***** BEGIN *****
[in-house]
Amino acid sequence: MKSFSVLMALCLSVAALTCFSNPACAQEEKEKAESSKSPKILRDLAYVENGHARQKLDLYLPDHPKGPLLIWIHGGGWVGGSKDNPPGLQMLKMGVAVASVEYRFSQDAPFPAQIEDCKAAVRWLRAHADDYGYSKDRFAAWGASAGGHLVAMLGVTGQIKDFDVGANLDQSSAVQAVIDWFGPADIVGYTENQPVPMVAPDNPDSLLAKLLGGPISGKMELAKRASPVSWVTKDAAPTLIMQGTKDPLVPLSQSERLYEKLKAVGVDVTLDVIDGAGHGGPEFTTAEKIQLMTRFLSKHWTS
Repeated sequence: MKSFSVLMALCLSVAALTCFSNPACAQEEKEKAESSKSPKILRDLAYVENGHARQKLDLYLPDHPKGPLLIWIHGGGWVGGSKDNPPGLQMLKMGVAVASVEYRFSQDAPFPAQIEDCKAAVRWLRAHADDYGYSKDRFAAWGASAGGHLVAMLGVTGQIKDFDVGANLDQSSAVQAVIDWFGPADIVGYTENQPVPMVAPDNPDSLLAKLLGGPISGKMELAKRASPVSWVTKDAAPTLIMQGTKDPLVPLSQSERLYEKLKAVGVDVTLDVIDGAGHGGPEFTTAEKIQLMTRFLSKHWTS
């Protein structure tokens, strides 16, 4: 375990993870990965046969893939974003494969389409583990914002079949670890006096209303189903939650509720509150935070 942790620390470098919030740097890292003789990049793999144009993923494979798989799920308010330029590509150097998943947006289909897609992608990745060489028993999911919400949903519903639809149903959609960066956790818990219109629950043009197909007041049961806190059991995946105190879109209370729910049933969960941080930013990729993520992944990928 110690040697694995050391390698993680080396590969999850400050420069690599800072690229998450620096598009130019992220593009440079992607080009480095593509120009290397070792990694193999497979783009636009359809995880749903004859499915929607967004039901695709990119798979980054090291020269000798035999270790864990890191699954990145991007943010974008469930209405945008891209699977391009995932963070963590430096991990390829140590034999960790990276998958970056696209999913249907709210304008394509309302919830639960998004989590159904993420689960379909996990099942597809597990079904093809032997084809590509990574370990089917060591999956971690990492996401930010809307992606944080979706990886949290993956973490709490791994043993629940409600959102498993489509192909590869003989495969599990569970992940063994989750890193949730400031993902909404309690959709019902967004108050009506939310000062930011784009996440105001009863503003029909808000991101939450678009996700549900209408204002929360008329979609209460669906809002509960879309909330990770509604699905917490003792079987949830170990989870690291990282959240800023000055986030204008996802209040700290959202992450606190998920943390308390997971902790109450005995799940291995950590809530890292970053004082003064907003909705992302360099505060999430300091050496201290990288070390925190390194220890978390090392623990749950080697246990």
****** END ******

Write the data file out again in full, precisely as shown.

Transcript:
[in-house]
Amino acid sequence: MKSFSVLMALCLSVAALTCFSNPACAQEEKEKAESSKSPKILRDLAYVENGHARQKLDLYLPDHPKGPLLIWIHGGGWVGGSKDNPPGLQMLKMGVAVASVEYRFSQDAPFPAQIEDCKAAVRWLRAHADDYGYSKDRFAAWGASAGGHLVAMLGVTGQIKDFDVGANLDQSSAVQAVIDWFGPADIVGYTENQPVPMVAPDNPDSLLAKLLGGPISGKMELAKRASPVSWVTKDAAPTLIMQGTKDPLVPLSQSERLYEKLKAVGVDVTLDVIDGAGHGGPEFTTAEKIQLMTRFLSKHWTS
Repeated sequence: MKSFSVLMALCLSVAALTCFSNPACAQEEKEKAESSKSPKILRDLAYVENGHARQKLDLYLPDHPKGPLLIWIHGGGWVGGSKDNPPGLQMLKMGVAVASVEYRFSQDAPFPAQIEDCKAAVRWLRAHADDYGYSKDRFAAWGASAGGHLVAMLGVTGQIKDFDVGANLDQSSAVQAVIDWFGPADIVGYTENQPVPMVAPDNPDSLLAKLLGGPISGKMELAKRASPVSWVTKDAAPTLIMQGTKDPLVPLSQSERLYEKLKAVGVDVTLDVIDGAGHGGPEFTTAEKIQLMTRFLSKHWTS
């Protein structure tokens, strides 16, 4: 375990993870990965046969893939974003494969389409583990914002079949670890006096209303189903939650509720509150935070 942790620390470098919030740097890292003789990049793999144009993923494979798989799920308010330029590509150097998943947006289909897609992608990745060489028993999911919400949903519903639809149903959609960066956790818990219109629950043009197909007041049961806190059991995946105190879109209370729910049933969960941080930013990729993520992944990928 110690040697694995050391390698993680080396590969999850400050420069690599800072690229998450620096598009130019992220593009440079992607080009480095593509120009290397070792990694193999497979783009636009359809995880749903004859499915929607967004039901695709990119798979980054090291020269000798035999270790864990890191699954990145991007943010974008469930209405945008891209699977391009995932963070963590430096991990390829140590034999960790990276998958970056696209999913249907709210304008394509309302919830639960998004989590159904993420689960379909996990099942597809597990079904093809032997084809590509990574370990089917060591999956971690990492996401930010809307992606944080979706990886949290993956973490709490791994043993629940409600959102498993489509192909590869003989495969599990569970992940063994989750890193949730400031993902909404309690959709019902967004108050009506939310000062930011784009996440105001009863503003029909808000991101939450678009996700549900209408204002929360008329979609209460669906809002509960879309909330990770509604699905917490003792079987949830170990989870690291990282959240800023000055986030204008996802209040700290959202992450606190998920943390308390997971902790109450005995799940291995950590809530890292970053004082003064907003909705992302360099505060999430300091050496201290990288070390925190390194220890978390090392623990749950080697246990």